Mr. Hoban: To ask the Secretary of State for Business, Enterprise and Regulatory Reform what the budget is for the Nuclear Decommissioning Authority for (a) 2007-08, (b) 2008-09, (c) 2009-10 and (d) 2010-11. 
Malcolm Wicks: The Nuclear Decommissioning Authority (NDA) has a programme budget settlement of some £2.47 billion for 2007-08. The Authority believes that this settlement will give it and its contractors the certainty they need without impacting on the planned programme of nuclear clean up work. The settlement strikes a proper balance between what is desirable and what is affordable, and it ensures that safety remains the paramount concern.
Over the Comprehensive Spending Review (CSR) 2007 period, the Department for Business, Enterprise and Regulatory Reform will oversee the NDA to ensure that the UK's civil nuclear liabilities continue to be managed safely, securely and cost effectively. The NDA will be informed of their settlement shortly.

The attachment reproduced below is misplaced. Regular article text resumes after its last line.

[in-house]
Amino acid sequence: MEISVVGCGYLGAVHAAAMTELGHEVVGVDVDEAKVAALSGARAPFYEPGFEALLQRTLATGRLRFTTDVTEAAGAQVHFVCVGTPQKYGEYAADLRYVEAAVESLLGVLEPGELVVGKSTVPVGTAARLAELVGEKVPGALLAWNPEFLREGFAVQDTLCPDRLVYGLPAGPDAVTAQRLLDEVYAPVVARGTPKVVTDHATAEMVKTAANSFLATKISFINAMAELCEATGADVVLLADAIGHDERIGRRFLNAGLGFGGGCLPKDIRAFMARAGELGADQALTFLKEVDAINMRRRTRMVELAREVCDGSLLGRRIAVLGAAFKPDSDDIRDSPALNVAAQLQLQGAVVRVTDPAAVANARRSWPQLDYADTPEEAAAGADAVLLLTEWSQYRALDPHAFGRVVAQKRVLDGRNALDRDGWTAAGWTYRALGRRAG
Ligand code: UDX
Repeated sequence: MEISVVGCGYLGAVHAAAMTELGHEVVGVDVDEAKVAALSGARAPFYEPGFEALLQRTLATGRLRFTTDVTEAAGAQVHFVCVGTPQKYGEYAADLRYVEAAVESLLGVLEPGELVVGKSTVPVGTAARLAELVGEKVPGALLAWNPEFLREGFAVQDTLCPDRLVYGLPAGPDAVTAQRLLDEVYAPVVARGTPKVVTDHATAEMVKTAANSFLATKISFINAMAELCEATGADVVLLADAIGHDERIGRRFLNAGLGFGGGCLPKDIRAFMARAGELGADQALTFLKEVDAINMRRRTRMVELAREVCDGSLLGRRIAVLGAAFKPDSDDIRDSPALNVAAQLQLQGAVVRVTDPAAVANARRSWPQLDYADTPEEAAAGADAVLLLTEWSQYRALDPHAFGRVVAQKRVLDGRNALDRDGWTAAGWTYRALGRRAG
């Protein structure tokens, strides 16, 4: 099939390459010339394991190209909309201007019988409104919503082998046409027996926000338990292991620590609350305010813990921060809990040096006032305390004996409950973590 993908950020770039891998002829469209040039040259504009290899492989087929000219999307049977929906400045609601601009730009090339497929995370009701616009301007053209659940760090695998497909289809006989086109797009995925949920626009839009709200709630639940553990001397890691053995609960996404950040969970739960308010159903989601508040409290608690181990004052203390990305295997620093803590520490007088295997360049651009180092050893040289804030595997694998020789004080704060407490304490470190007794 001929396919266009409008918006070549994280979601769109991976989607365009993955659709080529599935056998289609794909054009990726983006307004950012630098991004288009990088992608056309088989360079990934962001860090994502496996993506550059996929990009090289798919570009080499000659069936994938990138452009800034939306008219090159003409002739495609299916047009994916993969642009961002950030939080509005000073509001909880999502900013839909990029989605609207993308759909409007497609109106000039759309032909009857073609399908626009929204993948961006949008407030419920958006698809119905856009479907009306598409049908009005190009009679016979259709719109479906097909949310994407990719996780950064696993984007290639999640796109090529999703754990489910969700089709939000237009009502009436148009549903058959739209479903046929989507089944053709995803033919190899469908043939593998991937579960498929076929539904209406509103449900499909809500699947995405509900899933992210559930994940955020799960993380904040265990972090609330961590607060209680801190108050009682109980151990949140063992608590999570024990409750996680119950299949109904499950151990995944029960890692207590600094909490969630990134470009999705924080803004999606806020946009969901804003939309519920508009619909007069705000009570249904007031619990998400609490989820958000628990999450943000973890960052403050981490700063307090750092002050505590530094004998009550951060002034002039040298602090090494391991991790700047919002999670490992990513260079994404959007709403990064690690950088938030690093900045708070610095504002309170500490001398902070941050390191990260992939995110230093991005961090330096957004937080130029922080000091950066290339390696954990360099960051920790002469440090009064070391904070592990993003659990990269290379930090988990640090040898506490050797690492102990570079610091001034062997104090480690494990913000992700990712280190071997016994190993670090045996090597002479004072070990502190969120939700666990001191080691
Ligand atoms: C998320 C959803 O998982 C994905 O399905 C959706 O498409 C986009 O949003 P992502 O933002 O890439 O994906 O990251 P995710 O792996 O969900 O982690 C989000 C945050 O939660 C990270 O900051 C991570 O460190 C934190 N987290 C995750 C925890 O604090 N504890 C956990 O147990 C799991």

Charles Hendry: To ask the Secretary of State for Business, Enterprise and Regulatory Reform what representations he has received from (a) industry and (b) other parties regarding the timescale for making a decision on new nuclear power plants. 
We have received over 2,500 responses by website and post from stakeholders and the general public, which we will publish except where the respondents have asked for their responses to remain confidential.
Mr. Drew: To ask the Secretary of State for Business, Enterprise and Regulatory Reform what discussions he has had with British Energy on the number of nuclear power stations it has shut for maintenance and repair; and if he will make a statement. 
Malcolm Wicks: On 22 October, British Energy updated the market on the status of its Hartlepool and Heysham 1 nuclear power stations. Operational issues are a matter for BE, which is a publicly listed company, and so it would be inappropriate for Government to comment any further.